The UK Government was roundly criticized for “a spectacular lack of interest in food, agriculture and the countryside” and the pursuit of profit is a bad fit in relation to good food. So too is the insanity of modern food production that rapes the rainforest for soya, sugar and cattle production and daily rejects tons of food because of it being

not straight enough, round enough or clean enough. Co-operation to reconnect food with the process of growing cannot be led by governments, bureaucrats, or large corporations, but by communities, he argued.  We must celebrate our non-conformity and diversity, and take pride in how little we buy, and work with our families, our neighbours and communities to share what we grow. He added that we must also get used to a society that eats less and pays more for it. More help must be given to the consumer if they cannot afford to buy food, not necessarily always the producer.  Co-operation evokes a sense of community and when people work together to make things happen so the beauty of sharing surplus becomes a virtuous circle.

The meaning of local food

How do you define local? Monty explained that local is what it means to you; it’s personal, it has identity, it has a smell. The anonymity of globalization has tangled the lines of communication so we no longer know or care where our food comes from. The essence of food and trade should be based on giving away things and accepting what you cannot provide yourself.  This doesn’t mean that money can’t change hands, but it must be based on those principles. It’s a model that cannot be driven by consumerism because we need to encourage a society that uses less, not more, and place values on growing more and buying less as part of our sustainable food future, he said.

References were made to post-crisis Cuba’s successes in becoming self sufficient despite an embargo on oil and agrichemicals in the 1990’s as well as the knowledge and skills that have been hardwired into the minds of 11 million Cubans for future generations as a result. Furthermore, there is huge potential for the majority of UK households that have gardens (see Box) to link and share food in similar ways. There is resurgence in the use of allotments in the UK, which are a residue of the first industrialized cities that served the dual purpose of allowing workers from the countryside to boost their meagre wages by producing their own food, and crucially kept their peasant skills alive, an independence that our post modern society lacks. Of the one and half million allotments in the UK in 1943, there are now just 300 000 remaining.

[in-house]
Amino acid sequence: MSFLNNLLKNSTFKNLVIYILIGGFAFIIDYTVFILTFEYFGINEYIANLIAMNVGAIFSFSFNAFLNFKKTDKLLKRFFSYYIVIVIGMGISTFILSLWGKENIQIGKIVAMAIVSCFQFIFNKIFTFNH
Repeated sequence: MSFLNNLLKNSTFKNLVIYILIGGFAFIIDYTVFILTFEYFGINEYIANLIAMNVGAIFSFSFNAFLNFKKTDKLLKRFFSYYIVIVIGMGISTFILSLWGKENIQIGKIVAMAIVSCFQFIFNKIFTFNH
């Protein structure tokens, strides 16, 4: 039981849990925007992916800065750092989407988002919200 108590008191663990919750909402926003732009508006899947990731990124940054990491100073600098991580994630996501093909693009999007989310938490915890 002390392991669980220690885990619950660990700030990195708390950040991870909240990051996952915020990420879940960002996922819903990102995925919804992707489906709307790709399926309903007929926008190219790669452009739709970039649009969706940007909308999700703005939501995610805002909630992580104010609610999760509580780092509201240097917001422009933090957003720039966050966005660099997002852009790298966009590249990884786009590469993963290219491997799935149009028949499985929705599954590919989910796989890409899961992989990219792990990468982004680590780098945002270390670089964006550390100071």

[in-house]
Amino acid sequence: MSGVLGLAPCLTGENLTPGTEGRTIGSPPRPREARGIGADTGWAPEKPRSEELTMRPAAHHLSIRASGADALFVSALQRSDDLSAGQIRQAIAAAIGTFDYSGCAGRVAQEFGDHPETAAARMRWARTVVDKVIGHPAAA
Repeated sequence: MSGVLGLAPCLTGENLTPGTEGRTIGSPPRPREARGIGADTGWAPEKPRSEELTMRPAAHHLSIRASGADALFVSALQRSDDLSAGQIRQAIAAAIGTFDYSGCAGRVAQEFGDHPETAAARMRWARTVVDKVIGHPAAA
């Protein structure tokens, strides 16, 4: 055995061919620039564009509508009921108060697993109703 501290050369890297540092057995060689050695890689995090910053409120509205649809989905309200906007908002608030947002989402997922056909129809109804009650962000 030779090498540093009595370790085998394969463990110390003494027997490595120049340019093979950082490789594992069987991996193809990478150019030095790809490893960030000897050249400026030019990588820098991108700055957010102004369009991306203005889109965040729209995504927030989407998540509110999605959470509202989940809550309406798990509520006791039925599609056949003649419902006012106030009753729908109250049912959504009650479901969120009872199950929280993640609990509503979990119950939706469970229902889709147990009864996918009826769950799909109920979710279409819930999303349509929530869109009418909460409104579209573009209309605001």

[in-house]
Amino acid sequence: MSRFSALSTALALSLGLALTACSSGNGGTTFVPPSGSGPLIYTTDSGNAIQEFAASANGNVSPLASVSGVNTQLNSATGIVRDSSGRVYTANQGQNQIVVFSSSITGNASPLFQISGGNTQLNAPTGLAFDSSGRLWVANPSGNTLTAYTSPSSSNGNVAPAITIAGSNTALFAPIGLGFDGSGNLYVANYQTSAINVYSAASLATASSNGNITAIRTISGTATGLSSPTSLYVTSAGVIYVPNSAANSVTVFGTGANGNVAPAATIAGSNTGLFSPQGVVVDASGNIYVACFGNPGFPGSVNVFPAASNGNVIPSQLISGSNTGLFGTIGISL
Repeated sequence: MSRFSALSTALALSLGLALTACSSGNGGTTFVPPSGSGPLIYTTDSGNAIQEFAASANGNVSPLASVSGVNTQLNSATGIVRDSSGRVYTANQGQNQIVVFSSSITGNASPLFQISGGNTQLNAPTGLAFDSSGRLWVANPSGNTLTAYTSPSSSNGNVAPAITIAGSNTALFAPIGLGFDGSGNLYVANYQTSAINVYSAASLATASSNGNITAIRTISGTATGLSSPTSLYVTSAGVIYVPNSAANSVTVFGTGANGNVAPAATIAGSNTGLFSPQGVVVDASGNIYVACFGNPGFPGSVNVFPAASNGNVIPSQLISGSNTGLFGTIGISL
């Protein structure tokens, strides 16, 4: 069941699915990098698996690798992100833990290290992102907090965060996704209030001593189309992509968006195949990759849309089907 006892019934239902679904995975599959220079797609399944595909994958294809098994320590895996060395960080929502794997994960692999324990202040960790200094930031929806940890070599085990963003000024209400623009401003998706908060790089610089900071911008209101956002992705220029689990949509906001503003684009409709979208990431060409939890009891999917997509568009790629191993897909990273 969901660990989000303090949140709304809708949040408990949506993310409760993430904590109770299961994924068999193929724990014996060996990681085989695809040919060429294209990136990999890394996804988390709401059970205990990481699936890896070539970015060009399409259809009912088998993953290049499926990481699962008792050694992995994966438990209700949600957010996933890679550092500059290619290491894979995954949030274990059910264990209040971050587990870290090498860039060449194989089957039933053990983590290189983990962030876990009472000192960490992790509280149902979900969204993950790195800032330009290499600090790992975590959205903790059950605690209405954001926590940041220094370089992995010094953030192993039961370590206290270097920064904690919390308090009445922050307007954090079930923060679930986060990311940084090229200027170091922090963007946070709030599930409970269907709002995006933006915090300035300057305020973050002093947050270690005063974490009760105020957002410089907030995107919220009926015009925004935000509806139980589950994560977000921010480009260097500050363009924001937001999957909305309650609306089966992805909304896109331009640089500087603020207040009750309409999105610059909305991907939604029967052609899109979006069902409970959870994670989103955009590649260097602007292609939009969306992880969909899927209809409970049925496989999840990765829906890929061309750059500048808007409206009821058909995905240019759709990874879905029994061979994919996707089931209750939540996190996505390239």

How do UK gardens grow?

80 % of population has access to a garden, which is nearly 50 million people

10 % of population that don’t have a garden wish they did

43%  of population without kids grow food in their gardens

37% of population with kids grow some food in their gardens

95% people in the West Midlands have gardens

60% Londoners have gardens

Source:  MORI poll 2004

Get back to the garden

Monty said gardens are personal, intimate spaces.  Gardens are what we can see and touch that makes ordinary people out of everyone. Gardens are also landscapes that reconnect you to the rolling hills so that when you grow your own food, even if it’s just in a window box, you are connecting to the landscapes beyond.  And, beyond those landscapes he described a biological analogy of gardens connecting and fitting together, sharing, adapting, changing and interchanging, integral, but also parts of a whole, rather like the dynamic connections between the cells in our body.  The ability to see the holistic connections between the soil and the food on our plates, and between gardens (and farms) and landscapes whether it be in practical or philosophical terms is a really powerful agent for change that is self-motivated, bottom-up and outside of governments. However small your garden, grow something edible in it, and as Monty advised me at the end of the evening, for the best results, always plant in warm soil.

Article first published 22/10/08


  1. The 11th Lady Eve Balfour memorial lecture 3 October 2008, Soil Association,
  2. Ho MW. Burcher S. Ching LL. & others. Food Futures Now Organic and Fossil Fuel Free ISIS/TWN, London, 2008.